The recently discovered subdwarf B (sdB) pulsator KIC 11 558 725 is one of the 16 pulsating sdB stars detected in the Kepler field. It features a rich g-mode frequency spectrum, with a few low-amplitude p-modes at short periods. This makes it a promising target for a seismic study aiming to constrain the internal structure of this star, and of sdB stars ingeneral. We have obtained ground-based spectroscopic radial-velocity measurements of KIC 11 558 725 based on low-resolution spectra in the Balmer-line region, spanning the 2010 and 2011 observing seasons. From these data we have discovered that KIC 11 558 725 is a binary with period P = 10.05 d, and that the radial-velocity amplitude of the sdB star is 58 km s -1. Consequently the companion of the sdB star has a minimum mass of 0.63 M ⊙, and is therefore most likely an unseen white dwarf. We analyse the near-continuous 2010-2011 Kepler light curve to reveal the orbital Doppler-beaming effect, giving rise to light variations at the 238 ppm level, which is consistent with the observed spectroscopic orbital radial-velocity amplitude of the subdwarf. We use the strongest 70 pulsation frequencies in the Kepler light curve of the subdwarf as clocks to derive a third consistent measurement of the orbital radial-velocity amplitude, from the orbital light-travel delay. The orbital radius a sdBsini = 11.5 R ⊙ gives rise to a light-travel time delay of 53.6 s, which causes aliasing and lowers the amplitudes of the shortest pulsation frequencies, unless the effect is corrected for. We use our high signal-to-noise average spectra to study the atmospheric parameters of the sdB star, deriving T eff = 27 910 K andlog g = 5.41 dex, and find that carbon, nitrogen and oxygen are underabundant relative to the solar mixture. Furthermore, we analyse the Kepler light curve for its pulsational content and extract more than 160 significant frequencies. We investigate the pulsation frequencies for expected period spacings and rotational splittings. We find period-spacing sequences of spherical-harmonic degrees ℓ = 1 and ℓ = 2, and we associate a large fraction of the g-modes in KIC 11 558 725 with these sequences. From frequency splittings we conclude that the subdwarf is rotating subsynchronously with respect to the orbit.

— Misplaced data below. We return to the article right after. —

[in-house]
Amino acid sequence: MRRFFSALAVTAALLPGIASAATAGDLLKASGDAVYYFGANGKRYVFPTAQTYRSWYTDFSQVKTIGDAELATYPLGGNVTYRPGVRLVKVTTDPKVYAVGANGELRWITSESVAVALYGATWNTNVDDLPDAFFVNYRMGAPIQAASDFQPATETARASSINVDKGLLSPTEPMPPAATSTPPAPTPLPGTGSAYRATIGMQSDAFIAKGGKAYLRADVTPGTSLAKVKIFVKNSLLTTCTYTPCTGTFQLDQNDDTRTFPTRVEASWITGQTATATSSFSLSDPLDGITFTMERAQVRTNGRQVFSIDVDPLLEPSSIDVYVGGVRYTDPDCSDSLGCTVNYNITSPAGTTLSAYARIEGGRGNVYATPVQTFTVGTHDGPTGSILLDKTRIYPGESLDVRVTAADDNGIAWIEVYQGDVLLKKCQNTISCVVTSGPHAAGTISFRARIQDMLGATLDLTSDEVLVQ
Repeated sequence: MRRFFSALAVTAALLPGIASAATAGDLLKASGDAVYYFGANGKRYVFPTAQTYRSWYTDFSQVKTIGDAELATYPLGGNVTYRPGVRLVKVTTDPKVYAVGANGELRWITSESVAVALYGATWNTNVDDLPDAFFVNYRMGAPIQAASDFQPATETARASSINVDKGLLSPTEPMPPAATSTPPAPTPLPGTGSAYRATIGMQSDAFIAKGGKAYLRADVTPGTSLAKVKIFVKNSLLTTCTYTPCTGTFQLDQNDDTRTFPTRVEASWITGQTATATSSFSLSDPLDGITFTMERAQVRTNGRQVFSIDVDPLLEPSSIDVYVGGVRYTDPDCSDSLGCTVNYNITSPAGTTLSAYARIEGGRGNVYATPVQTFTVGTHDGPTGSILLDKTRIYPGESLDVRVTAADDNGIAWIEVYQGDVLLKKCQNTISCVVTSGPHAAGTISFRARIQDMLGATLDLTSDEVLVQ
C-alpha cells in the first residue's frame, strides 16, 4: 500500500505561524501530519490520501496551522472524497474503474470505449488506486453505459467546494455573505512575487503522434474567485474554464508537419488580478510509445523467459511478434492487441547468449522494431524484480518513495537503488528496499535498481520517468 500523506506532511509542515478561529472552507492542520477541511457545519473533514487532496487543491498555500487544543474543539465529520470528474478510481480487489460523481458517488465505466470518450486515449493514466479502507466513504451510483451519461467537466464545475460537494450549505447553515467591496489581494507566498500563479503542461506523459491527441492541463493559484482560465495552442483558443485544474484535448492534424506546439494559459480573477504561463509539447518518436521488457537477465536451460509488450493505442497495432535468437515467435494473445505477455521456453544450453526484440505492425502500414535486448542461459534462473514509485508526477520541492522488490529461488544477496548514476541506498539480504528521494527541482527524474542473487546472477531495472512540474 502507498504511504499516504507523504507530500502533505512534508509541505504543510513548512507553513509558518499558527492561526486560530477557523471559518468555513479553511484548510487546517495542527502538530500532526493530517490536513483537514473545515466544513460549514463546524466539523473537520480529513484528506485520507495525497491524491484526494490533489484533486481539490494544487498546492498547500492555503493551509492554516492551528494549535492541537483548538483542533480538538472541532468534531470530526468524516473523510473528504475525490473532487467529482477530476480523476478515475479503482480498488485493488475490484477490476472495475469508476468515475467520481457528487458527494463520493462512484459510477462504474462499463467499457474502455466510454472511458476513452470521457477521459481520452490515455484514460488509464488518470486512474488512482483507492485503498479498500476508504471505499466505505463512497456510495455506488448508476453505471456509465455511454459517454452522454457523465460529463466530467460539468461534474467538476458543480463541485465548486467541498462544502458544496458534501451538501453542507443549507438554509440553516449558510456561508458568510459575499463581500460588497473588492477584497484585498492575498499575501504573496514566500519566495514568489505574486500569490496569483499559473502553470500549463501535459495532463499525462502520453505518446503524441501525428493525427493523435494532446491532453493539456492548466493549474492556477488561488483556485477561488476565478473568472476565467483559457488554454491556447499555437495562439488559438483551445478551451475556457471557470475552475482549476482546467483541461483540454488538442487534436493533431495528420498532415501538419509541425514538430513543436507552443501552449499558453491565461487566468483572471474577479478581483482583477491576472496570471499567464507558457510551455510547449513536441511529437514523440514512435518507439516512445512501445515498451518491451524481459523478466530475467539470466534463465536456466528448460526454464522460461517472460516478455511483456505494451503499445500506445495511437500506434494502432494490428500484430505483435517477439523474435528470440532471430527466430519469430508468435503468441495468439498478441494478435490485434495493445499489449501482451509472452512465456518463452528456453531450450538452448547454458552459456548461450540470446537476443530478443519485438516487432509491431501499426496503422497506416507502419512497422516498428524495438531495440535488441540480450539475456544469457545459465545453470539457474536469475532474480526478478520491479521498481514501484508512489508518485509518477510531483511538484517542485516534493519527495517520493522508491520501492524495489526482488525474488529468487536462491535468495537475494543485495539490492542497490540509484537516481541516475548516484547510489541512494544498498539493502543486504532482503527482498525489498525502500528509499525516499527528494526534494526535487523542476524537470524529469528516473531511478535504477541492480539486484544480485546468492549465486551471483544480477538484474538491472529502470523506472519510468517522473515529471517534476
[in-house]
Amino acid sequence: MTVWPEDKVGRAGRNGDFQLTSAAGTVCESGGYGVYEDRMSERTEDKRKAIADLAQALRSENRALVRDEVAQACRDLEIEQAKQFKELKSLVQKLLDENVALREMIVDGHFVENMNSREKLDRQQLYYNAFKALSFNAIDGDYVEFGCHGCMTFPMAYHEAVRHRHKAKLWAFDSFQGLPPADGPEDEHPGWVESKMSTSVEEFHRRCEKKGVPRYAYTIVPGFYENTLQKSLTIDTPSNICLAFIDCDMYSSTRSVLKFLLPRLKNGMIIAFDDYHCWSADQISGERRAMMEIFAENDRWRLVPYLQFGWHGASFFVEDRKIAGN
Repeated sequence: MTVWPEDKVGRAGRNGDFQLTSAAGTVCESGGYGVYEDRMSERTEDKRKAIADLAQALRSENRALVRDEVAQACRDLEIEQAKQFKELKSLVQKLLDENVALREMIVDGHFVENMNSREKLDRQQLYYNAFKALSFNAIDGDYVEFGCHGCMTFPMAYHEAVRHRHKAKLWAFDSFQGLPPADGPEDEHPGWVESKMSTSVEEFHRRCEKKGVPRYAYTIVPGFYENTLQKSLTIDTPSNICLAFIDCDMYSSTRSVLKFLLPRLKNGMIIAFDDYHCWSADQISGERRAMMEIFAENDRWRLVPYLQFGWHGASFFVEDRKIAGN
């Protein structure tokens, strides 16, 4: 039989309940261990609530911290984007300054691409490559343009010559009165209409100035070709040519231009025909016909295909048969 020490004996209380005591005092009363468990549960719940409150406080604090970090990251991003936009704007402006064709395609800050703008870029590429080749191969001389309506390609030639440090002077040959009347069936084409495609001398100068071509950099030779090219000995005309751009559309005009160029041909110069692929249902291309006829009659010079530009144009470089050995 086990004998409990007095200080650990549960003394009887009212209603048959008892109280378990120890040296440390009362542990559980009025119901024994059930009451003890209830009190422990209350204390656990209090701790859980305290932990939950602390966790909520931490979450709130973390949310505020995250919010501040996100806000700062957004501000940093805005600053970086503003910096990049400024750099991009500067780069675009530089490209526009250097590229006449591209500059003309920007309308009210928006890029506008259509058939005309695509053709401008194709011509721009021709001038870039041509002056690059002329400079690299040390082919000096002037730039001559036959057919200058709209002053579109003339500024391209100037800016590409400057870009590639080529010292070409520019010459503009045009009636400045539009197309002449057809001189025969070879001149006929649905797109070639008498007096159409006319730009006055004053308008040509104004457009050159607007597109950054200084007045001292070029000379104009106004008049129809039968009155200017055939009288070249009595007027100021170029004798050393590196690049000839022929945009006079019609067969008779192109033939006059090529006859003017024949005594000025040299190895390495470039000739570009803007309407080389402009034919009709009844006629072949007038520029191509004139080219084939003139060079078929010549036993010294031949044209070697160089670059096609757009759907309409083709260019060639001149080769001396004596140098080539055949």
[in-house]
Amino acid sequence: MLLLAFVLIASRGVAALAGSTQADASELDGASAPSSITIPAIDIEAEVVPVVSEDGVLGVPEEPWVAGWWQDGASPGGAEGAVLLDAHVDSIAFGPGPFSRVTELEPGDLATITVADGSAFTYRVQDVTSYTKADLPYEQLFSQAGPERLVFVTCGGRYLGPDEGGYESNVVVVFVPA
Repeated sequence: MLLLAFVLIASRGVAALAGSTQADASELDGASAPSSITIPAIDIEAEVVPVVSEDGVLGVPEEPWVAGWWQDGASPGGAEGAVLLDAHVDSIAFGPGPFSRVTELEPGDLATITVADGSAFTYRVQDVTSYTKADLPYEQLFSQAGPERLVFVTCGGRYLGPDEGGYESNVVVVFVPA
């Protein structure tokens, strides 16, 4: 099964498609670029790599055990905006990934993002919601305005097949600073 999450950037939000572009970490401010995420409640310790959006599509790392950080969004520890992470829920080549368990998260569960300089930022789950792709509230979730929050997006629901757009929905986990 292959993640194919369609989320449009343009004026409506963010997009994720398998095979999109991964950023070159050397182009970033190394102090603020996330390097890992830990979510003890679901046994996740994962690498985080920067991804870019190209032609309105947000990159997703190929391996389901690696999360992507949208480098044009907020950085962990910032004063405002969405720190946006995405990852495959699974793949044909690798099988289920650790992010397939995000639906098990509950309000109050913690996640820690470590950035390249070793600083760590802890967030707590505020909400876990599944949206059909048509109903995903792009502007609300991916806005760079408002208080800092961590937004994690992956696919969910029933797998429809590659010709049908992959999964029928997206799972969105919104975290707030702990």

Physics, Astronomy, and Materials Science

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Reproduced with permission from Astronomy & Astrophysics, © ESO


Binaries: spectroscopic, Stars: early-type, Stars: individual: KIC11558725, Stars: oscillations, Subdwarfs

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Astronomy and Astrophysics